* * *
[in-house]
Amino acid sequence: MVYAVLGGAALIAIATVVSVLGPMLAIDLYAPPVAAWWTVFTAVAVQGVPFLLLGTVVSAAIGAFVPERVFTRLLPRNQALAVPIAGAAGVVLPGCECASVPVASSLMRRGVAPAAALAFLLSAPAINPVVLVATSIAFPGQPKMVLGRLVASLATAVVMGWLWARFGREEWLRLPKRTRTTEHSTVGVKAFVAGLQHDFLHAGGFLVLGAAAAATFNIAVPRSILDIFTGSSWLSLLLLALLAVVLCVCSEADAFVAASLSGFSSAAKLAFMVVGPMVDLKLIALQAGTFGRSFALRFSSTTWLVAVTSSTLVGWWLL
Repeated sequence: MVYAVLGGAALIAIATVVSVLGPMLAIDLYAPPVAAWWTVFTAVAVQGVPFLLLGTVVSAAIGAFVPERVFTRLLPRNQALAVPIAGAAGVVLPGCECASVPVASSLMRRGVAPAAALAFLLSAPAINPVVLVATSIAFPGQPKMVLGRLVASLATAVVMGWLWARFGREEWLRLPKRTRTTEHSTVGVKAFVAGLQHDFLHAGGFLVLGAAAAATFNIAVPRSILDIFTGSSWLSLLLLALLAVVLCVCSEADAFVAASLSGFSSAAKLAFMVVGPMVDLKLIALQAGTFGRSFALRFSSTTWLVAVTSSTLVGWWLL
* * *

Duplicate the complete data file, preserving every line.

[in-house]
Amino acid sequence: MVYAVLGGAALIAIATVVSVLGPMLAIDLYAPPVAAWWTVFTAVAVQGVPFLLLGTVVSAAIGAFVPERVFTRLLPRNQALAVPIAGAAGVVLPGCECASVPVASSLMRRGVAPAAALAFLLSAPAINPVVLVATSIAFPGQPKMVLGRLVASLATAVVMGWLWARFGREEWLRLPKRTRTTEHSTVGVKAFVAGLQHDFLHAGGFLVLGAAAAATFNIAVPRSILDIFTGSSWLSLLLLALLAVVLCVCSEADAFVAASLSGFSSAAKLAFMVVGPMVDLKLIALQAGTFGRSFALRFSSTTWLVAVTSSTLVGWWLL
Repeated sequence: MVYAVLGGAALIAIATVVSVLGPMLAIDLYAPPVAAWWTVFTAVAVQGVPFLLLGTVVSAAIGAFVPERVFTRLLPRNQALAVPIAGAAGVVLPGCECASVPVASSLMRRGVAPAAALAFLLSAPAINPVVLVATSIAFPGQPKMVLGRLVASLATAVVMGWLWARFGREEWLRLPKRTRTTEHSTVGVKAFVAGLQHDFLHAGGFLVLGAAAAATFNIAVPRSILDIFTGSSWLSLLLLALLAVVLCVCSEADAFVAASLSGFSSAAKLAFMVVGPMVDLKLIALQAGTFGRSFALRFSSTTWLVAVTSSTLVGWWLL